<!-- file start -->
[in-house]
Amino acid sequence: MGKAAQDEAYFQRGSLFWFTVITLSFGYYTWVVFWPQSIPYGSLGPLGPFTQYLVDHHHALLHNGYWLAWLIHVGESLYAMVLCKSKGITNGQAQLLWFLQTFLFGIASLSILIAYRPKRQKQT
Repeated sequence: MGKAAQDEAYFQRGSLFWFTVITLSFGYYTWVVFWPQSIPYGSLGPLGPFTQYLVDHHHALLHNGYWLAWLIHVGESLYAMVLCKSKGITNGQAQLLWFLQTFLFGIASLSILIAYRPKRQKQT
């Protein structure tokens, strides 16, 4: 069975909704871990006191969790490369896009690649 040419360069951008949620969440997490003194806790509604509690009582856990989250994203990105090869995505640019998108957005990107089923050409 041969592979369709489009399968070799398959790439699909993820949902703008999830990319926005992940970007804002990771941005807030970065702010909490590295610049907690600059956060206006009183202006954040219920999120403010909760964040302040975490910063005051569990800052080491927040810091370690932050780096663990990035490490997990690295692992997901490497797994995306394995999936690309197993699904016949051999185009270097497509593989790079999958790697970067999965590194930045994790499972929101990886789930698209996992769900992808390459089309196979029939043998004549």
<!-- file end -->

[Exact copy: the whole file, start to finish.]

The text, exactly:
[in-house]
Amino acid sequence: MGKAAQDEAYFQRGSLFWFTVITLSFGYYTWVVFWPQSIPYGSLGPLGPFTQYLVDHHHALLHNGYWLAWLIHVGESLYAMVLCKSKGITNGQAQLLWFLQTFLFGIASLSILIAYRPKRQKQT
Repeated sequence: MGKAAQDEAYFQRGSLFWFTVITLSFGYYTWVVFWPQSIPYGSLGPLGPFTQYLVDHHHALLHNGYWLAWLIHVGESLYAMVLCKSKGITNGQAQLLWFLQTFLFGIASLSILIAYRPKRQKQT
């Protein structure tokens, strides 16, 4: 069975909704871990006191969790490369896009690649 040419360069951008949620969440997490003194806790509604509690009582856990989250994203990105090869995505640019998108957005990107089923050409 041969592979369709489009399968070799398959790439699909993820949902703008999830990319926005992940970007804002990771941005807030970065702010909490590295610049907690600059956060206006009183202006954040219920999120403010909760964040302040975490910063005051569990800052080491927040810091370690932050780096663990990035490490997990690295692992997901490497797994995306394995999936690309197993699904016949051999185009270097497509593989790079999958790697970067999965590194930045994790499972929101990886789930698209996992769900992808390459089309196979029939043998004549």